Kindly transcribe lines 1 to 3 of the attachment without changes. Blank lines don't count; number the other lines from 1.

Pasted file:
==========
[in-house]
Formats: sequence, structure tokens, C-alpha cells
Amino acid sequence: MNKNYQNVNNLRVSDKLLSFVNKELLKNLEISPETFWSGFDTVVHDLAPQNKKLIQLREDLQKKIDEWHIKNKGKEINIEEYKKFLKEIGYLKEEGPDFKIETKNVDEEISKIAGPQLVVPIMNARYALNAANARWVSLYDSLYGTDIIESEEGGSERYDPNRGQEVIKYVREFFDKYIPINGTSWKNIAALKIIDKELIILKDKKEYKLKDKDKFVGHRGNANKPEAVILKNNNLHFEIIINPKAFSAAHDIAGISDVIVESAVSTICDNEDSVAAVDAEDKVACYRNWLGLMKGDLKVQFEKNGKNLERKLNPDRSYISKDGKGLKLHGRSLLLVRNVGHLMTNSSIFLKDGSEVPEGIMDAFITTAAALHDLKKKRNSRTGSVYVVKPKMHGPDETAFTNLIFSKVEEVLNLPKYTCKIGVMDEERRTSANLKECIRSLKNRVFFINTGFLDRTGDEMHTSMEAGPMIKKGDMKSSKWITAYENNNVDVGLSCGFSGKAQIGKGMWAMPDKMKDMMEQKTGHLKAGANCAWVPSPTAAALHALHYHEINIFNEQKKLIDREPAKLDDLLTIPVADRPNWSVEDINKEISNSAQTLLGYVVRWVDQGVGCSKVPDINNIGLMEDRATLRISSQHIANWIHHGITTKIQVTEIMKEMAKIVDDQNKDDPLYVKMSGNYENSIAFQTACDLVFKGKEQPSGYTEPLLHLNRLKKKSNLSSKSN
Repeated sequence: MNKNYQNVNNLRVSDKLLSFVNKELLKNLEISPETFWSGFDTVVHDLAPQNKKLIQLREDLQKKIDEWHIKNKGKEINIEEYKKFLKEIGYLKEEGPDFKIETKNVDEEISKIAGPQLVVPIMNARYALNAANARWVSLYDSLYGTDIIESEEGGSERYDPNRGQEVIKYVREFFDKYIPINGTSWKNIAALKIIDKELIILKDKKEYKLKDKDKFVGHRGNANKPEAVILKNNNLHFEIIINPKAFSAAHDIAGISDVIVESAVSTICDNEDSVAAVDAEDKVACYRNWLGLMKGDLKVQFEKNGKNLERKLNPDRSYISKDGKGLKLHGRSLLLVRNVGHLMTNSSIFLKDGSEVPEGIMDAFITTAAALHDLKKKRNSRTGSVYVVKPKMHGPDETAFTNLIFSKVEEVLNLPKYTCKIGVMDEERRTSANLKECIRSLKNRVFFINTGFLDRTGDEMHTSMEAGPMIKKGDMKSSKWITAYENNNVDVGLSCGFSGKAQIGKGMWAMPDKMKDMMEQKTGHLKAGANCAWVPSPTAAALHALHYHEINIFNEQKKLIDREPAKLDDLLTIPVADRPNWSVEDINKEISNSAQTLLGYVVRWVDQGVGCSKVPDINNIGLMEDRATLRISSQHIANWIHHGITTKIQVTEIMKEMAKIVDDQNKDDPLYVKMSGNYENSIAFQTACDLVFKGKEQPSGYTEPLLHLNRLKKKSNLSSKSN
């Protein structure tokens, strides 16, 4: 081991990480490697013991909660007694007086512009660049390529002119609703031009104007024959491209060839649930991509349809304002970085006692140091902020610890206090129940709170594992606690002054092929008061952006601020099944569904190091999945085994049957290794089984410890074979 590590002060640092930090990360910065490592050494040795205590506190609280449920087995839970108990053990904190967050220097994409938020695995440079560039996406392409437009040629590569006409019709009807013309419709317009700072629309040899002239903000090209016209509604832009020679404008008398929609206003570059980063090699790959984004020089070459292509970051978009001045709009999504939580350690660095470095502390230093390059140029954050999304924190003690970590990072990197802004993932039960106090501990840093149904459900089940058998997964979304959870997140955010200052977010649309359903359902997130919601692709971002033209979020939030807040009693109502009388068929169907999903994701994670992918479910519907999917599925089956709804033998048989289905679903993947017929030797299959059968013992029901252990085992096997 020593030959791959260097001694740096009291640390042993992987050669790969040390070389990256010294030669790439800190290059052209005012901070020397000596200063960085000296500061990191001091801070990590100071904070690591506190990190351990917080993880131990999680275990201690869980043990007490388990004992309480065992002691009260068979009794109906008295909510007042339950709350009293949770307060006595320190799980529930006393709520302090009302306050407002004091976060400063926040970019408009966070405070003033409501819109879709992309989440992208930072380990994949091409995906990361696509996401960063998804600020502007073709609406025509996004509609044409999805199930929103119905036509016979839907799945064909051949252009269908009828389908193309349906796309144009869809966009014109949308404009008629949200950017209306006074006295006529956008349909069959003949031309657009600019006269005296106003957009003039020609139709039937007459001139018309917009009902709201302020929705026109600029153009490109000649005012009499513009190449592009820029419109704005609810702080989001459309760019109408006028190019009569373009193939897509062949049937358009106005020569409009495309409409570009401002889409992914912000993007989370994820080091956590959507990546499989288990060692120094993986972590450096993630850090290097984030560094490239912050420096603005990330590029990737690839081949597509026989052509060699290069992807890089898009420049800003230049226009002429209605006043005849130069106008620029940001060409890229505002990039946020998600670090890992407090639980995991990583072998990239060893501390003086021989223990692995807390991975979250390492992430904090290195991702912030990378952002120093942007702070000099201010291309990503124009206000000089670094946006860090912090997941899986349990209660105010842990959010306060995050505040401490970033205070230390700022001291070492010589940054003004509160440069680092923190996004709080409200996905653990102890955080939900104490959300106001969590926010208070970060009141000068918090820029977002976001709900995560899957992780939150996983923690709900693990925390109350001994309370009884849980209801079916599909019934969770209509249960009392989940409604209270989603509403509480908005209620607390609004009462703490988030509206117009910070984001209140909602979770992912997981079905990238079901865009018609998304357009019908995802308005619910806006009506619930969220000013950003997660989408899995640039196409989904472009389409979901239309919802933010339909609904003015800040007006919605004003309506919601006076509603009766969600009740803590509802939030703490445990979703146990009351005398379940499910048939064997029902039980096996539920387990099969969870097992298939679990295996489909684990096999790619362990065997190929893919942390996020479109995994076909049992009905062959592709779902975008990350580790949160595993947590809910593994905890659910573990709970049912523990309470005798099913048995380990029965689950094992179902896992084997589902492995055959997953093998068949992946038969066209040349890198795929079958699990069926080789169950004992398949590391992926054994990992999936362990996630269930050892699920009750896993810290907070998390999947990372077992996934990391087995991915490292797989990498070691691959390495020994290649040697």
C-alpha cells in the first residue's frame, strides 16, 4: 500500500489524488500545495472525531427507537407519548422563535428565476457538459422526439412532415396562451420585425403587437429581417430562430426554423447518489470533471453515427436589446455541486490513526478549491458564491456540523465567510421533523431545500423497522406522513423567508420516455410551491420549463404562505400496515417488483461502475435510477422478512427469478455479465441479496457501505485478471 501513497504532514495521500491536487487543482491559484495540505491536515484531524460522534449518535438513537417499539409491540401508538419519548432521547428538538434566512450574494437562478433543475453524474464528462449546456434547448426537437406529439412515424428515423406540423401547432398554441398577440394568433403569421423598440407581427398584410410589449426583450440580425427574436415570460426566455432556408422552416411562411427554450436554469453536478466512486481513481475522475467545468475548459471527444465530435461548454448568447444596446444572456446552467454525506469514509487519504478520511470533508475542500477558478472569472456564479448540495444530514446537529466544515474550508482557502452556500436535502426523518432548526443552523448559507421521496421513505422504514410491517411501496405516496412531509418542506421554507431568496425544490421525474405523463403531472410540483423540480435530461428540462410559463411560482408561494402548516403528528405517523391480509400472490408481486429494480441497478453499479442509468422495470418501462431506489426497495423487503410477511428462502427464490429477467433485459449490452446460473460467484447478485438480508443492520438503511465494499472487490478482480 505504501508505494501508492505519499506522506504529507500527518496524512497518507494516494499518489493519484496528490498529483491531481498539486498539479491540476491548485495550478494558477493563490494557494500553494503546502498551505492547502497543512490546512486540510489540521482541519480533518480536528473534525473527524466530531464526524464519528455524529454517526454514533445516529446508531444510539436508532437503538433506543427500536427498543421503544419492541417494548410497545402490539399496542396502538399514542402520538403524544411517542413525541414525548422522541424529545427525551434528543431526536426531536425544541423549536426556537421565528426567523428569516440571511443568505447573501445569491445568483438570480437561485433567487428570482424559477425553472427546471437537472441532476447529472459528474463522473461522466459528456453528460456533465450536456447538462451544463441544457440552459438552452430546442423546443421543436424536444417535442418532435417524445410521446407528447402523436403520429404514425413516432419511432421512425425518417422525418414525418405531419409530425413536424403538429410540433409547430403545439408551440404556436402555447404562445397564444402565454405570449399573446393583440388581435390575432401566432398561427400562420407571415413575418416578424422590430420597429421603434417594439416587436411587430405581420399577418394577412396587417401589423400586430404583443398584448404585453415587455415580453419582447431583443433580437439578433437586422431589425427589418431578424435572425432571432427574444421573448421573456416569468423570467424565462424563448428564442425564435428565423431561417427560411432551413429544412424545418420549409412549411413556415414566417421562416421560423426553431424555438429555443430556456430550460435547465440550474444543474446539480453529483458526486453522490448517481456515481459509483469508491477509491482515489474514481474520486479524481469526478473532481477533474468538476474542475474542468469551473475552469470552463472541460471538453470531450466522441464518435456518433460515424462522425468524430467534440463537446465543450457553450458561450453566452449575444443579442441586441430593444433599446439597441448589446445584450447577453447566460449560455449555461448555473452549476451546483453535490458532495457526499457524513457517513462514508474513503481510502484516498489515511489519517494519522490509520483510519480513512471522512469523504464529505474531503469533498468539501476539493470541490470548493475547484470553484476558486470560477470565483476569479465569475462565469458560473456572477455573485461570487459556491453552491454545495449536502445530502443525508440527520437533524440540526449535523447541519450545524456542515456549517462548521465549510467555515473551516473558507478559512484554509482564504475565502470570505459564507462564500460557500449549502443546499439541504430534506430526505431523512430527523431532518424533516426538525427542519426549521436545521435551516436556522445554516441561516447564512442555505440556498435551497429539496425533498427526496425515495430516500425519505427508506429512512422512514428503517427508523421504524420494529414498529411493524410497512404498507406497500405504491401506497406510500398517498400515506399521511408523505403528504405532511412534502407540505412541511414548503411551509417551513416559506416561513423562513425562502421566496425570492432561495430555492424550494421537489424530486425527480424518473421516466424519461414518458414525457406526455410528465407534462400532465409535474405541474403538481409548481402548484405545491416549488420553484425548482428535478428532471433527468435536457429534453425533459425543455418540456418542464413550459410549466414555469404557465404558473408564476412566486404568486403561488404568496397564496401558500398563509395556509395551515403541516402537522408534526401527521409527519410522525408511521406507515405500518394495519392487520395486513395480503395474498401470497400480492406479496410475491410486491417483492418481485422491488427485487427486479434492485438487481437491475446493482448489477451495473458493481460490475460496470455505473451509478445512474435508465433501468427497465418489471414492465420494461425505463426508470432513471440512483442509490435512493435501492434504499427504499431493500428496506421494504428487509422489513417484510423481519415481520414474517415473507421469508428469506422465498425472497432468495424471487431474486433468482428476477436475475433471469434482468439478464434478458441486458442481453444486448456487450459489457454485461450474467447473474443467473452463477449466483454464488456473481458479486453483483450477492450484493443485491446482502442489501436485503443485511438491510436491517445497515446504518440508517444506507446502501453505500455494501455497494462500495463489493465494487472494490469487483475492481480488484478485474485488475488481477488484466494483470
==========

[in-house]
Formats: sequence, structure tokens, C-alpha cells
Amino acid sequence: MNKNYQNVNNLRVSDKLLSFVNKELLKNLEISPETFWSGFDTVVHDLAPQNKKLIQLREDLQKKIDEWHIKNKGKEINIEEYKKFLKEIGYLKEEGPDFKIETKNVDEEISKIAGPQLVVPIMNARYALNAANARWVSLYDSLYGTDIIESEEGGSERYDPNRGQEVIKYVREFFDKYIPINGTSWKNIAALKIIDKELIILKDKKEYKLKDKDKFVGHRGNANKPEAVILKNNNLHFEIIINPKAFSAAHDIAGISDVIVESAVSTICDNEDSVAAVDAEDKVACYRNWLGLMKGDLKVQFEKNGKNLERKLNPDRSYISKDGKGLKLHGRSLLLVRNVGHLMTNSSIFLKDGSEVPEGIMDAFITTAAALHDLKKKRNSRTGSVYVVKPKMHGPDETAFTNLIFSKVEEVLNLPKYTCKIGVMDEERRTSANLKECIRSLKNRVFFINTGFLDRTGDEMHTSMEAGPMIKKGDMKSSKWITAYENNNVDVGLSCGFSGKAQIGKGMWAMPDKMKDMMEQKTGHLKAGANCAWVPSPTAAALHALHYHEINIFNEQKKLIDREPAKLDDLLTIPVADRPNWSVEDINKEISNSAQTLLGYVVRWVDQGVGCSKVPDINNIGLMEDRATLRISSQHIANWIHHGITTKIQVTEIMKEMAKIVDDQNKDDPLYVKMSGNYENSIAFQTACDLVFKGKEQPSGYTEPLLHLNRLKKKSNLSSKSN